What goes up…

Unhappy Families (Large)

(Unhappy Families is available for immediate download now here Amazon UK and here Amazon US )

Four days now since Unhappy Families (Romney and Marsh Files #6) hit the virtual shelves.

Like anyone responsible for creating something for others to hopefully enjoy I was on tenterhooks waiting for the first reader feedback. What a relief and pleasure it was to be humbled with a wonderfully encouraging review on Amazon UK the same day. In fact on the day the book became available for reading it received four glowing reviews on Amazon UK. I was fairly bowled over by the positive response and have been further by other Amazon reviews, emails and social-media comments that I’ve received since. Sincere thanks to all for your encouraging messages.

This morning I logged onto the Internet to discover that Unhappy Families was at #822 in the overall Amazon charts and still receiving positive feedback. I was so chuffed that I posted the details of my happiness on my social-media sites. I was riding high on an emotional wave.

What goes up must come down.

To remind me of that central tenet of life, particularly a writing life – you can’t please all the people all the time – within an hour I noticed that another review had been posted on Amazon.com and Goodreads. A two star comment for Unhappy Families.

What goes up must come down. Thanks to Betsy for bringing me firmly back down to Earth… with a bump. Ouch!

Let’s get one thing straight folks: everyone is entitled to their opinion. Betsy didn’t like it. She paid for it and she has the right to air her views. DOUBLE PLEASE don’t anyone think about going over to comment. That’s not what this is about. By all means look but PLEASE DON’T COMMENT AND DON’T LOOK IF YOU HAVEN’T READ THE BOOK BECAUSE THE REVIEW CONTAINS SPOILERS!

So why am I blogging about this?

This is my online diary about being a self-published author. I try to make it a warts an’ all record. Being a self-published author is not all sunshine and lollipops. Naturally, I’m disappointed that a reader really didn’t like the story I’d written. Fiction writers write to entertain not make people wish they’d saved their time and money. But Betsy gave me something I think I probably needed – a dose of reality. And that’s never a bad thing for anyone. Other readers aren’t going to like this book, too, in the same way that all of my books, in fact just about every book on Amazon, has got both glowing and scathing reviews. Everyone’s different. Everyone brings something different to the reading experience. Everyone has to accept this. Especially the writer.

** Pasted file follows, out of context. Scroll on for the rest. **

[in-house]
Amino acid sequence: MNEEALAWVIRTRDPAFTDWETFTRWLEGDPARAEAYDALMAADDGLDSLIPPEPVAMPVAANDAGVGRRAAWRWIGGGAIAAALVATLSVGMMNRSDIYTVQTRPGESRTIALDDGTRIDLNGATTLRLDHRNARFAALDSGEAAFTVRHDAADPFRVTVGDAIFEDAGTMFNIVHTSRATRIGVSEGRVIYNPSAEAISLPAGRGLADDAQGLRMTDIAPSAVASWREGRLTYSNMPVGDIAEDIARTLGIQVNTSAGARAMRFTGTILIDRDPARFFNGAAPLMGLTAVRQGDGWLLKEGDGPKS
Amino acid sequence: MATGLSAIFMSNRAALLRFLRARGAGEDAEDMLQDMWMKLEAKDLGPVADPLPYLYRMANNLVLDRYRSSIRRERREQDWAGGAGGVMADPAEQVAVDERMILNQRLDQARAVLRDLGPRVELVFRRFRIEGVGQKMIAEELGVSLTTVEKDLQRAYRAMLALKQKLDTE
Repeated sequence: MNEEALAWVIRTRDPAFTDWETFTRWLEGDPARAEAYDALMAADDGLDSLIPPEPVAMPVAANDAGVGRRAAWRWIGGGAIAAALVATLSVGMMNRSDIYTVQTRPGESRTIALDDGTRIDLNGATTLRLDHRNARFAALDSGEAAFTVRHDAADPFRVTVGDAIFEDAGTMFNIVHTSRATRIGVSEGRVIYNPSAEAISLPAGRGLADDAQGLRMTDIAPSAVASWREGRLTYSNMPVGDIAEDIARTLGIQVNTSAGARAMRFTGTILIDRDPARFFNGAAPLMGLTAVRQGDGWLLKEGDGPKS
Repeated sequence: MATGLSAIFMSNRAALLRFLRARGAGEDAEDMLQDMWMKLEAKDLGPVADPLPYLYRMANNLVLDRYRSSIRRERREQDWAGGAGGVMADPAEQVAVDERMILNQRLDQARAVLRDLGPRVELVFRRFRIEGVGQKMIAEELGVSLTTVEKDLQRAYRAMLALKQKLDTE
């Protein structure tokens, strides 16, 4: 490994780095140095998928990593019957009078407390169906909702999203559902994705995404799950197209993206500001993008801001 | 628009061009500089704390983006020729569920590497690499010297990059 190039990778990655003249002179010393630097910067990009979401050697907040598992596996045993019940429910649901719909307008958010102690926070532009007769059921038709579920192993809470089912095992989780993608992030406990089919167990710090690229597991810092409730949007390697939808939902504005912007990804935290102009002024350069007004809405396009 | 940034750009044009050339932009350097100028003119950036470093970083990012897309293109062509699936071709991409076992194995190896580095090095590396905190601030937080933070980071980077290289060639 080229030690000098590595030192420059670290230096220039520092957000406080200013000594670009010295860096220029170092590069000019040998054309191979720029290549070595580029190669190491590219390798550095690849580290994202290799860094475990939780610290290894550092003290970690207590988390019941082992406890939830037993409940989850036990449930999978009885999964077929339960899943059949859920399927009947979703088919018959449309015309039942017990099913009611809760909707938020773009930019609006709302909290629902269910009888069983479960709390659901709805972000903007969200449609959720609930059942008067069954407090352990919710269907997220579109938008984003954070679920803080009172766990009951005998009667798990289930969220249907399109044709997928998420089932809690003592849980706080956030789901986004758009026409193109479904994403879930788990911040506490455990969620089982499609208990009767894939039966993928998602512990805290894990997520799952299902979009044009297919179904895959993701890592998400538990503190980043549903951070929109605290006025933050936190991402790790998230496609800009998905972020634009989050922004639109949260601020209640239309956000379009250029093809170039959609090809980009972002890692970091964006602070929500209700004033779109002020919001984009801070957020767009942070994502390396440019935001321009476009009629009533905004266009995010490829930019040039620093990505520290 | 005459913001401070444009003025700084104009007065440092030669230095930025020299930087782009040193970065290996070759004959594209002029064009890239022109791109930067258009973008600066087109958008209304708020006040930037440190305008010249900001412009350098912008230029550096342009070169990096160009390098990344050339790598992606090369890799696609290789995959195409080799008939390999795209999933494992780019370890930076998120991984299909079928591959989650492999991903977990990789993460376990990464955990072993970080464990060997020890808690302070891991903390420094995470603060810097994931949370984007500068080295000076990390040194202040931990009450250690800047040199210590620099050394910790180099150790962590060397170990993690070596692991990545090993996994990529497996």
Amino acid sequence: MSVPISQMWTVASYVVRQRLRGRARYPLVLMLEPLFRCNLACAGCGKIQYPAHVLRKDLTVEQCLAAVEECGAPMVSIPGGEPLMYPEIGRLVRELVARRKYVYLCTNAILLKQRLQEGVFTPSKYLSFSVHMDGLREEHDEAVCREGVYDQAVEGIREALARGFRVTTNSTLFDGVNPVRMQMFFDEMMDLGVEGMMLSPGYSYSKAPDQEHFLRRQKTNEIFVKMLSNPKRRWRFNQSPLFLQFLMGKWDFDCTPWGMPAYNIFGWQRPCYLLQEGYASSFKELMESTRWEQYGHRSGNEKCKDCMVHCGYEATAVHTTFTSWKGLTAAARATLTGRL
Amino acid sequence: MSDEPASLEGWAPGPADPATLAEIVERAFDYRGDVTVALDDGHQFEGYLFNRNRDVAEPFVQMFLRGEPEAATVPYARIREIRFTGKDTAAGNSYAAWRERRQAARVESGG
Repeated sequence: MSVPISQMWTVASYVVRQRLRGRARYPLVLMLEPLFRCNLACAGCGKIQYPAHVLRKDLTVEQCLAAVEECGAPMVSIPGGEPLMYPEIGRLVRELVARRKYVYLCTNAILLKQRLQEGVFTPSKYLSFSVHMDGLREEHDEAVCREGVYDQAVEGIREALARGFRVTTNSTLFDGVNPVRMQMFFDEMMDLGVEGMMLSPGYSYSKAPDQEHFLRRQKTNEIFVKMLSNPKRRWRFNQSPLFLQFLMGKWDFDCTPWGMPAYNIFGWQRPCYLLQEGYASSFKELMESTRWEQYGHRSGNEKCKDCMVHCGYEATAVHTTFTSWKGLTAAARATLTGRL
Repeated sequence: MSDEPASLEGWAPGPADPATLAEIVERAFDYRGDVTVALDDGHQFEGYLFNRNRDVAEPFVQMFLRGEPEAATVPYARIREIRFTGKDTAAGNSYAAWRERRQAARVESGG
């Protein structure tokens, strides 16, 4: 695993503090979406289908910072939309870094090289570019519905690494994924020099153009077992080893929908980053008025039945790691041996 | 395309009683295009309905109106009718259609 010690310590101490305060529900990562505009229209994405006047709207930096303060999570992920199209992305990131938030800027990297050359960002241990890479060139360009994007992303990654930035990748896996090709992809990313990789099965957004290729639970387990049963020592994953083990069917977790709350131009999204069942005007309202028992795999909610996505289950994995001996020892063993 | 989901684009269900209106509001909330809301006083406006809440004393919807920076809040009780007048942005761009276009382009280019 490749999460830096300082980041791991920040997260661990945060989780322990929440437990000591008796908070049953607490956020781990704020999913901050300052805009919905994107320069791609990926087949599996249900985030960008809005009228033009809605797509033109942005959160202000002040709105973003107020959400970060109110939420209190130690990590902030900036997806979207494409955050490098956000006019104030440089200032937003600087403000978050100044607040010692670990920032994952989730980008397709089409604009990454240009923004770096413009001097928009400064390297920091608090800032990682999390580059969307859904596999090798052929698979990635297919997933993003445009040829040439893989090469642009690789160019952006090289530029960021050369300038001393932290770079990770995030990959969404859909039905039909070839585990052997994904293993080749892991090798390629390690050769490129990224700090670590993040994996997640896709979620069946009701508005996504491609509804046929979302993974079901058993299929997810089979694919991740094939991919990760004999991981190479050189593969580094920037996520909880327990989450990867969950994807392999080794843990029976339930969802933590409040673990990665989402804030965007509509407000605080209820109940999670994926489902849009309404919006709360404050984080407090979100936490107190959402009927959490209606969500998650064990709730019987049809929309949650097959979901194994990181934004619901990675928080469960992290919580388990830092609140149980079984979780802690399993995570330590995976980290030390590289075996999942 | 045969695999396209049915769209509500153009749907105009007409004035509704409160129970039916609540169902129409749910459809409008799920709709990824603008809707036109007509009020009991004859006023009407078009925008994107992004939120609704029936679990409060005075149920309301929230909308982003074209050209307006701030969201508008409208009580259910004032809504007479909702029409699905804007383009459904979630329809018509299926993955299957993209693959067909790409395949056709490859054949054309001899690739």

Right, it’s lunchtime here. I’m on this diet that’s working well for me. Every lunch time, a time that I usually start to feel peckish, I head off to the gym for some exercise. That way I miss a meal and burn calories. A double-whammy. Besides there’s a punch bag down there with someone’s name on it…

Not a (very) festive blog-post!

Unhappy Families (Large)

As mentioned in a previous post, I was obliged to let Amazon have my final copy of Unhappy Families (Romney and Marsh File #6) well before publication date. That’s now out tomorrow. How time flies.

(Unhappy Families is available for pre-order now here Amazon UK and here Amazon US )

The book has been available for pre-order for the last ten days. In that time it’s floated in and out of the top 20 in Amazon’s British Detectives chart, which has been encouraging. (It’s just a sub-genre of the crime catalogue so nothing to get too excited about. I’m not ordereding the Range Rover yet.) I noticed that the book broke briefly into Amazon’s top 1000 chart a couple of times. And one time when I looked it was occupying the number one spot for Amazon Hot New Releases in the British Detective chart. That was so thrilling I immediately took a screen shot. (Like you do.)

no 1UFWhen R&M #6 was off my hands I had a choice to make: get back to Booker & Cash #3 or get on with editing one of my other finished first drafts. It seemed a bit silly to have first drafts just sitting around waiting attention. They should be moved along the production line as soon as possible so that they can start repaying me my time and effort. (This is my livelihood now.) Besides I write books to be read, not stuck in limbo in drawers.

So I got on with Deep State – Acer Sansom #4. A couple of read-throughs and associated editing and I was happy enough with it to send it off to my gentleman friend. That took about a week.